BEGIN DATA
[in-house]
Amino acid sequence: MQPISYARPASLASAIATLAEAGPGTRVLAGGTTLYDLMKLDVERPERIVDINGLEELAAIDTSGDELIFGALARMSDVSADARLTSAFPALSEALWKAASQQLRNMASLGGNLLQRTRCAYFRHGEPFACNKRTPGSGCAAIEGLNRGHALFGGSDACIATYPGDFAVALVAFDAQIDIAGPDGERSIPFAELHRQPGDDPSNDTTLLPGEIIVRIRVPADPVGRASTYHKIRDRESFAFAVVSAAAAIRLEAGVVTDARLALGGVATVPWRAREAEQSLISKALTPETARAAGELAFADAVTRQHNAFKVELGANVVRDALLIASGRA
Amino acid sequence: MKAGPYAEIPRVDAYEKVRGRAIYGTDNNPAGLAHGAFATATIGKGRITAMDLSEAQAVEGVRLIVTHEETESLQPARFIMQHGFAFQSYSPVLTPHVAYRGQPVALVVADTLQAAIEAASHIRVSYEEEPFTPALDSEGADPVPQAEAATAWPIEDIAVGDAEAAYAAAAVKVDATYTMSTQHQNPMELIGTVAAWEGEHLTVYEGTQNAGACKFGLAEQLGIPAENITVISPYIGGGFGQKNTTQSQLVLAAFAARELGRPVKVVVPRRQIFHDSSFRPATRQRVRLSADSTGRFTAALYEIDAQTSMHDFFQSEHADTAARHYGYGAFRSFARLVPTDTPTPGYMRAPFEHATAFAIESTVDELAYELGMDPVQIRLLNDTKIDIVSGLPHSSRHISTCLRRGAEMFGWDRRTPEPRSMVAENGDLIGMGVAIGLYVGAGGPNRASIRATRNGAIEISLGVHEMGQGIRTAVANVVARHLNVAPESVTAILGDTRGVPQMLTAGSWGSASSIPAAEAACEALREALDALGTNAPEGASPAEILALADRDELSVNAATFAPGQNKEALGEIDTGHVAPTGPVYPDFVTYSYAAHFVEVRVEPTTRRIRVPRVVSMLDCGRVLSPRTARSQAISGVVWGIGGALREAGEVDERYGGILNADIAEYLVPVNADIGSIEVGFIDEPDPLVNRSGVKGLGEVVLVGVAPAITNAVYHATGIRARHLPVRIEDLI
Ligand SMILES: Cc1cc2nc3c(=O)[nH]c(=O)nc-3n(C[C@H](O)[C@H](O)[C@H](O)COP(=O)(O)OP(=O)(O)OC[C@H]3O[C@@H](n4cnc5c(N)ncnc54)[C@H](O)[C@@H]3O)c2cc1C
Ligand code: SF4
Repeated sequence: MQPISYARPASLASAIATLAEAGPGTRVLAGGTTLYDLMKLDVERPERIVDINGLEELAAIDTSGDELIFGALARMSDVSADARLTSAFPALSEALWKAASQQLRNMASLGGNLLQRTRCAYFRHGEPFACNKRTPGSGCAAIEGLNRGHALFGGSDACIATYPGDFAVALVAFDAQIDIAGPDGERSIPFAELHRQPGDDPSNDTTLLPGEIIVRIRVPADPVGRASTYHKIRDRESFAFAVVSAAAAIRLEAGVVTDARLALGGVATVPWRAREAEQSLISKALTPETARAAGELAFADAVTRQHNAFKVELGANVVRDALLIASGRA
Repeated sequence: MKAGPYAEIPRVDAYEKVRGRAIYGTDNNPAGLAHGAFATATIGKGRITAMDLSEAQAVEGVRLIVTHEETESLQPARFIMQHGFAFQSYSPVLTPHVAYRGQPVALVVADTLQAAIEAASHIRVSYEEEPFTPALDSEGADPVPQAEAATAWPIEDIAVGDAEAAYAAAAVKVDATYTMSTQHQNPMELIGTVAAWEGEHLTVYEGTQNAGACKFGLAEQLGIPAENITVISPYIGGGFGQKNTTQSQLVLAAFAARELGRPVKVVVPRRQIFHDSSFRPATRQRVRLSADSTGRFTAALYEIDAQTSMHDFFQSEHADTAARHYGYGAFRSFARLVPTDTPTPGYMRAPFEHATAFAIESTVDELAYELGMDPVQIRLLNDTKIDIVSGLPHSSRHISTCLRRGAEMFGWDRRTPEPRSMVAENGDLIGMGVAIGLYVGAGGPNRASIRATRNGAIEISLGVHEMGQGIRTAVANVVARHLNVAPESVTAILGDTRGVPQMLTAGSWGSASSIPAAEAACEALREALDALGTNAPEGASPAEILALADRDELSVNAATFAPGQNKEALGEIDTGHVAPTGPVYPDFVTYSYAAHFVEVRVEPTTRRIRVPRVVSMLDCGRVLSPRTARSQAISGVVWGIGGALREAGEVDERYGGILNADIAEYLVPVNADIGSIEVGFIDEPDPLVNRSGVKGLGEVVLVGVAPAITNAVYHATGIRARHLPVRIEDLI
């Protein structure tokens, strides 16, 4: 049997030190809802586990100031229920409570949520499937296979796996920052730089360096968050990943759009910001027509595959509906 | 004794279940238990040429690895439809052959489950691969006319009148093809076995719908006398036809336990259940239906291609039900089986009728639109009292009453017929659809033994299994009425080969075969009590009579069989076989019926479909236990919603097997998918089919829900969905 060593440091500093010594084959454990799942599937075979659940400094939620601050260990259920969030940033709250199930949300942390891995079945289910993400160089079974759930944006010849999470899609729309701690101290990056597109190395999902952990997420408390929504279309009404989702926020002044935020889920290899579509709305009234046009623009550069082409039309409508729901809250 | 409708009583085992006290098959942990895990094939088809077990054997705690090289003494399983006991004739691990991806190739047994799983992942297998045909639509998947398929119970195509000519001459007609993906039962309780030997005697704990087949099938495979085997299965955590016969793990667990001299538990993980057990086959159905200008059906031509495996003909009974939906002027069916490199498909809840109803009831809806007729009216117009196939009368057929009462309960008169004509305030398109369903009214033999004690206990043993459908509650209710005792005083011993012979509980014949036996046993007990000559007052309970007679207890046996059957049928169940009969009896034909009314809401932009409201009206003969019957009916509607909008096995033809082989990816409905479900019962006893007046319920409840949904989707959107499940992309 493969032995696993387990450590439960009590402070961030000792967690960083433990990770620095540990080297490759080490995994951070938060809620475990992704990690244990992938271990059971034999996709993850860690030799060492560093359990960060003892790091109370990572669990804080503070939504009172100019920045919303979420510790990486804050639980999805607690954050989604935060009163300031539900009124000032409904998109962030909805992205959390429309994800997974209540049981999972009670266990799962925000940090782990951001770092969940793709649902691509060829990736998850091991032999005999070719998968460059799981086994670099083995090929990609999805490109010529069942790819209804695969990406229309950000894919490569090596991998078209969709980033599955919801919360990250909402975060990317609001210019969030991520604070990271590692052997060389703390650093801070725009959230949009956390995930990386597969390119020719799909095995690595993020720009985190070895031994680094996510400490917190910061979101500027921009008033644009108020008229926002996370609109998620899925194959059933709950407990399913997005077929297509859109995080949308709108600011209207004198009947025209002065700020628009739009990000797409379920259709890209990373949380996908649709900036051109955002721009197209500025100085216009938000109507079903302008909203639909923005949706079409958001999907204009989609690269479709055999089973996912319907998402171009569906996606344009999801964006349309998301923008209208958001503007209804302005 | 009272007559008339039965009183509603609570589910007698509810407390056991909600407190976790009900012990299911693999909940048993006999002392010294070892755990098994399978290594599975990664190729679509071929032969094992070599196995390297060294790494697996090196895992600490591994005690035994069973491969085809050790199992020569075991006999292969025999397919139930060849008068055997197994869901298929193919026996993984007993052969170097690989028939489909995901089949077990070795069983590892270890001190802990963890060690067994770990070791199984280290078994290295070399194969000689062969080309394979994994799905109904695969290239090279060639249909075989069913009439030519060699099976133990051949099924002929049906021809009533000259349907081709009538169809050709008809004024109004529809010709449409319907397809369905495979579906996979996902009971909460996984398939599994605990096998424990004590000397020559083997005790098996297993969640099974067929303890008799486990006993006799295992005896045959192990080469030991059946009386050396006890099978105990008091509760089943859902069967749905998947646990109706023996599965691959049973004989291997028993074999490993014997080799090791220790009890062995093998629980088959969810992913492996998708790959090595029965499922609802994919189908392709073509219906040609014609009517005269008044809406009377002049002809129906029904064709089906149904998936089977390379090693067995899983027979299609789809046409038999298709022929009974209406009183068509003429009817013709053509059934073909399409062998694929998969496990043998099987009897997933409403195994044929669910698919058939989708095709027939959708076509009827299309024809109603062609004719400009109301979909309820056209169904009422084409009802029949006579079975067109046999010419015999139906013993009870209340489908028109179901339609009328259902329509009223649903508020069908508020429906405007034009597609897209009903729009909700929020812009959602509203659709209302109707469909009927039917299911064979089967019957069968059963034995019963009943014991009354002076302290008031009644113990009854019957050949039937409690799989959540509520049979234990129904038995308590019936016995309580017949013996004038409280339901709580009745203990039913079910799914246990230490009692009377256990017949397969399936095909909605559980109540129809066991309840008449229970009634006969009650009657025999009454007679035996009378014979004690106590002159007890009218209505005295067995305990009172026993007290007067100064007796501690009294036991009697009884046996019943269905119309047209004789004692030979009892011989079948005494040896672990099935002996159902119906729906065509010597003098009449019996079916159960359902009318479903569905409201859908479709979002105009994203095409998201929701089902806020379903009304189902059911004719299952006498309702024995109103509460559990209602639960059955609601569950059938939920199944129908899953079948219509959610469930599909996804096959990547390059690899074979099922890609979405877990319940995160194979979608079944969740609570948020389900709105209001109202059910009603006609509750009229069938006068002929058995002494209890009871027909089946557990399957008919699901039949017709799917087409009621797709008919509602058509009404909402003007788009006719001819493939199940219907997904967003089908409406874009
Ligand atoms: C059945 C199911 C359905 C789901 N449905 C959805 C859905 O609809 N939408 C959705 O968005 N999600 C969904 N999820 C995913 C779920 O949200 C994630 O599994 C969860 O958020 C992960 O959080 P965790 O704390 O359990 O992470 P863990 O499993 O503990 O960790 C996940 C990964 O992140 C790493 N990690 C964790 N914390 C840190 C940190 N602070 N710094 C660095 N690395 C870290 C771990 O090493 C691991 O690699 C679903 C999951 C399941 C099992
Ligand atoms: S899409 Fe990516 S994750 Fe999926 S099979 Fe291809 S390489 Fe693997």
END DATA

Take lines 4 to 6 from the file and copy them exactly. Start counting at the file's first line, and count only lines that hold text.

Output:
Ligand SMILES: Cc1cc2nc3c(=O)[nH]c(=O)nc-3n(C[C@H](O)[C@H](O)[C@H](O)COP(=O)(O)OP(=O)(O)OC[C@H]3O[C@@H](n4cnc5c(N)ncnc54)[C@H](O)[C@@H]3O)c2cc1C
Ligand code: SF4
Repeated sequence: MQPISYARPASLASAIATLAEAGPGTRVLAGGTTLYDLMKLDVERPERIVDINGLEELAAIDTSGDELIFGALARMSDVSADARLTSAFPALSEALWKAASQQLRNMASLGGNLLQRTRCAYFRHGEPFACNKRTPGSGCAAIEGLNRGHALFGGSDACIATYPGDFAVALVAFDAQIDIAGPDGERSIPFAELHRQPGDDPSNDTTLLPGEIIVRIRVPADPVGRASTYHKIRDRESFAFAVVSAAAAIRLEAGVVTDARLALGGVATVPWRAREAEQSLISKALTPETARAAGELAFADAVTRQHNAFKVELGANVVRDALLIASGRA